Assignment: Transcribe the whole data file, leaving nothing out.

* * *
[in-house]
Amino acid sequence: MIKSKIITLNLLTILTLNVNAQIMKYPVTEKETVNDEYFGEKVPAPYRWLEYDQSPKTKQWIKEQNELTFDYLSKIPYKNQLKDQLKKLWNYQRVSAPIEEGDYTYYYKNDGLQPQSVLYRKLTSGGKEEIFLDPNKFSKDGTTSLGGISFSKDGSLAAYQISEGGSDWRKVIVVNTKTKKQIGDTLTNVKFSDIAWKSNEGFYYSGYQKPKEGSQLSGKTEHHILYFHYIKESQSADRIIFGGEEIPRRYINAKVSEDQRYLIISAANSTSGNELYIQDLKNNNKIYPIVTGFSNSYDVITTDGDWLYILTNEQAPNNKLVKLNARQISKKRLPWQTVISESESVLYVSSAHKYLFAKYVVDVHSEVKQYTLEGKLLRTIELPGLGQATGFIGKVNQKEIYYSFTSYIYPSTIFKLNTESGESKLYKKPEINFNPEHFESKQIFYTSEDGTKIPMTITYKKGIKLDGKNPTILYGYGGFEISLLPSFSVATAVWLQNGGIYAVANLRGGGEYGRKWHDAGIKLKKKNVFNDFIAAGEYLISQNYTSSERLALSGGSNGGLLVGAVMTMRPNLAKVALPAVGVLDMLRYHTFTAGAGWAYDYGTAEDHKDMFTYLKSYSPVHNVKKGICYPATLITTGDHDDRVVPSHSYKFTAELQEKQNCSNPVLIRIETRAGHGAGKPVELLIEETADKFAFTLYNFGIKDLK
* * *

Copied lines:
[in-house]
Amino acid sequence: MIKSKIITLNLLTILTLNVNAQIMKYPVTEKETVNDEYFGEKVPAPYRWLEYDQSPKTKQWIKEQNELTFDYLSKIPYKNQLKDQLKKLWNYQRVSAPIEEGDYTYYYKNDGLQPQSVLYRKLTSGGKEEIFLDPNKFSKDGTTSLGGISFSKDGSLAAYQISEGGSDWRKVIVVNTKTKKQIGDTLTNVKFSDIAWKSNEGFYYSGYQKPKEGSQLSGKTEHHILYFHYIKESQSADRIIFGGEEIPRRYINAKVSEDQRYLIISAANSTSGNELYIQDLKNNNKIYPIVTGFSNSYDVITTDGDWLYILTNEQAPNNKLVKLNARQISKKRLPWQTVISESESVLYVSSAHKYLFAKYVVDVHSEVKQYTLEGKLLRTIELPGLGQATGFIGKVNQKEIYYSFTSYIYPSTIFKLNTESGESKLYKKPEINFNPEHFESKQIFYTSEDGTKIPMTITYKKGIKLDGKNPTILYGYGGFEISLLPSFSVATAVWLQNGGIYAVANLRGGGEYGRKWHDAGIKLKKKNVFNDFIAAGEYLISQNYTSSERLALSGGSNGGLLVGAVMTMRPNLAKVALPAVGVLDMLRYHTFTAGAGWAYDYGTAEDHKDMFTYLKSYSPVHNVKKGICYPATLITTGDHDDRVVPSHSYKFTAELQEKQNCSNPVLIRIETRAGHGAGKPVELLIEETADKFAFTLYNFGIKDLK